When should my teen learn to drive?


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Q: My child just turned 15 and wants to start learning how to drive. I’m debating whether to let him learn yet because I’m not sure if he is ready for the responsibility. How can I tell?

A: Mark Larson is a driving instructor and owner of Deschutes Driver Education Inc. Larson has taught driver’s education with Bend-La Pine Schools and High Desert Educational Service District since 2007.

Larson said that while many of his students learn to drive at the age of 15, more are learning to drive later in their teens. He attributes this change to social media.

“When I was that age, people talked on the phone or drove when they wanted to see each other,” Larson said. “Now with social media, teens have all these things to help them keep in contact with their friends. They don’t necessarily need to drive as much.”

He said many students wait until they’re 16, 17 or 18 to learn how to drive. In his experience, about 75 percent of students who get behind the wheel later in their teens do so because they didn’t feel ready at 15. This, Larson said, isn’t always a bad thing.

“The brain doesn’t fully develop until around the age of 25,” Larson said. “Yet we’re putting kids behind the wheel at the age of 15.”

Larson said the best thing to do to determine whether your teen is ready for driving is to sit down and have a conversation. Talk about how he or she is feeling about driving, and also express concerns you might have. Ask what the true motivation to drive is, which will give some insight into whether or not he or she is ready for the responsibility.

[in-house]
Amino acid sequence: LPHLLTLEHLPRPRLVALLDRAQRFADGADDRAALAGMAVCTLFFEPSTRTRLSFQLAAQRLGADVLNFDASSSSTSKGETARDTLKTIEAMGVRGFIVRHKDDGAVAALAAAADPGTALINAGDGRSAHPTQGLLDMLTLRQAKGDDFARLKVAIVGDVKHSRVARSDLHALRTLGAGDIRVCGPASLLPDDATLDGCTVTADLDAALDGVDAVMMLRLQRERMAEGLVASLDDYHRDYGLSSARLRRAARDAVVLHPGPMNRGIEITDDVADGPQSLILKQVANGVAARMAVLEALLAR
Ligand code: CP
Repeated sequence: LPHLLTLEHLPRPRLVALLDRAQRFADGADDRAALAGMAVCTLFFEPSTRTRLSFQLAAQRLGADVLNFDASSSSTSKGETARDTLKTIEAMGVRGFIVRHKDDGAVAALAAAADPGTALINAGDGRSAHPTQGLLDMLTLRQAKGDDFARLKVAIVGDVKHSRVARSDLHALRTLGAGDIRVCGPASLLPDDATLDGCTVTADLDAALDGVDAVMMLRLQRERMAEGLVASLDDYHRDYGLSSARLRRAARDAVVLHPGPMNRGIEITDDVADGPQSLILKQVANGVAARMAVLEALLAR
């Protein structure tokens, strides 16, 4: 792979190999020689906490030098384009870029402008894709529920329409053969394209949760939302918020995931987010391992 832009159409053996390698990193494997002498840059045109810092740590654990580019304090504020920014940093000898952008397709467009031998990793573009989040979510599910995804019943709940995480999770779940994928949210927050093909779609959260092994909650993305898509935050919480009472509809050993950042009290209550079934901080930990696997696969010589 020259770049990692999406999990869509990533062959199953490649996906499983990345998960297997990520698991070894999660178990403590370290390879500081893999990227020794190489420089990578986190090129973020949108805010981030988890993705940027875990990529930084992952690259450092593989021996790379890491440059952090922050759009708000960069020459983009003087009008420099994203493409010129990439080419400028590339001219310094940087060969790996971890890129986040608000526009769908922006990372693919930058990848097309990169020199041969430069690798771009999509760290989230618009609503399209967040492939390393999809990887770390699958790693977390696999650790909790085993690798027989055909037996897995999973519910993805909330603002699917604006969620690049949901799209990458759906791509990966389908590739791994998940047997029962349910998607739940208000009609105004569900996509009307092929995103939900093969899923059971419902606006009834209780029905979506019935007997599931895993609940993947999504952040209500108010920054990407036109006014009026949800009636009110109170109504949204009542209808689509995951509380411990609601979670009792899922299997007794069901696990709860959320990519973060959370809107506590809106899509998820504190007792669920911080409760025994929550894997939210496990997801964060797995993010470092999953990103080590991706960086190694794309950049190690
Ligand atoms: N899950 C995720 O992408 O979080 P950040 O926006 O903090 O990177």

“A lot of times, parents want their teens to drive so they can act as family chauffeurs,” he said. “But if they’re arguing and fighting with younger siblings, that can be a huge distraction.”

Larson said the leading cause of accidents with teen drivers is caused by distractions, which include cellphone usage and talking to passengers in the car.

Larson recommends watching the way your teen interacts with siblings at home. If they argue a lot, letting your teen cart around siblings is probably a bad idea. Even if they do get along, Larson said, it’s important to set some serious ground rules as to behavior in the car.

Larson recommends sending your teen to any driver’s education school rather than teaching them yourself.

“Parents aren’t always the best instructors,” Larson said. “If the mom or dad says something about their driving, teens can get defensive and think that they’re being yelled at.”

An instructor comes in as a neutral third-party, and teens are generally more willing to listen and learn from them as opposed to their parents.

Making your child wait a few years past the legal age of driving before they get behind the wheel doesn’t hinder their abilities, Larson said.

“It actually sets them ahead,” Larson said. “A student that waits until they’re 17 to drive, rather than 15, is usually much better in class. Their brain is more developed and they’re more emotionally stable.”

When your child does obtain his or her license, Larson said, it’s important to clearly set limits and ground rules to encourage safe driving.

“Driver’s education doesn’t stop the day they get their license,” Larson said. “The license is so that they can begin to become a good, safe driver.”